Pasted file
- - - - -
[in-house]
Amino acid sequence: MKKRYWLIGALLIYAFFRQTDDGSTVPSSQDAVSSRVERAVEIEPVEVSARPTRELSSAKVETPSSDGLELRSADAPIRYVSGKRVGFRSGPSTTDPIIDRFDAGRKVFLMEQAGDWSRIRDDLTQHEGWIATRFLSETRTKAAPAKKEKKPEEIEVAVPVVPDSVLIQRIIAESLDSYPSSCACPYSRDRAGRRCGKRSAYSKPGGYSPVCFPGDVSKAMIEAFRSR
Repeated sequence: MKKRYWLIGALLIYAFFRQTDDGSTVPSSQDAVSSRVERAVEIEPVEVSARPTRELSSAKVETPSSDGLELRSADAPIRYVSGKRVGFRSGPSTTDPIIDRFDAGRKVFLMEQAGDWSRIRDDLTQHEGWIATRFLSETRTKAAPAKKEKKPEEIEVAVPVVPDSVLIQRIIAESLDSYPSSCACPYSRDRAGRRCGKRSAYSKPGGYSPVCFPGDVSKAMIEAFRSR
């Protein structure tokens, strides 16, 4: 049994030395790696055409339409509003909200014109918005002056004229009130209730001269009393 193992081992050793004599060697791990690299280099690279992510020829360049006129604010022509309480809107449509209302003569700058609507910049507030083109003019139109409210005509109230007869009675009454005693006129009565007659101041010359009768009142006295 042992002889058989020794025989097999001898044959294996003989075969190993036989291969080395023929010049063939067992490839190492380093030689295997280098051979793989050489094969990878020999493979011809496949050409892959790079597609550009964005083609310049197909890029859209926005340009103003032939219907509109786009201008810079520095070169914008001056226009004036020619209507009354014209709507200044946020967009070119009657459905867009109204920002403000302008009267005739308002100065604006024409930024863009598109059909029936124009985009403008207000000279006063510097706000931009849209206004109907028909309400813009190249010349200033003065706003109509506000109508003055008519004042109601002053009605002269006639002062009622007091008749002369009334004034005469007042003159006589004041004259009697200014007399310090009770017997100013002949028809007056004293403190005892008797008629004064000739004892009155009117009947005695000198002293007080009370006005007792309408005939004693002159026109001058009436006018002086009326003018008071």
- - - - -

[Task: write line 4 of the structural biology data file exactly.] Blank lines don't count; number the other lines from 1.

């Protein structure tokens, strides 16, 4: 049994030395790696055409339409509003909200014109918005002056004229009130209730001269009393 193992081992050793004599060697791990690299280099690279992510020829360049006129604010022509309480809107449509209302003569700058609507910049507030083109003019139109409210005509109230007869009675009454005693006129009565007659101041010359009768009142006295 042992002889058989020794025989097999001898044959294996003989075969190993036989291969080395023929010049063939067992490839190492380093030689295997280098051979793989050489094969990878020999493979011809496949050409892959790079597609550009964005083609310049197909890029859209926005340009103003032939219907509109786009201008810079520095070169914008001056226009004036020619209507009354014209709507200044946020967009070119009657459905867009109204920002403000302008009267005739308002100065604006024409930024863009598109059909029936124009985009403008207000000279006063510097706000931009849209206004109907028909309400813009190249010349200033003065706003109509506000109508003055008519004042109601002053009605002269006639002062009622007091008749002369009334004034005469007042003159006589004041004259009697200014007399310090009770017997100013002949028809007056004293403190005892008797008629004064000739004892009155009117009947005695000198002293007080009370006005007792309408005939004693002159026109001058009436006018002086009326003018008071």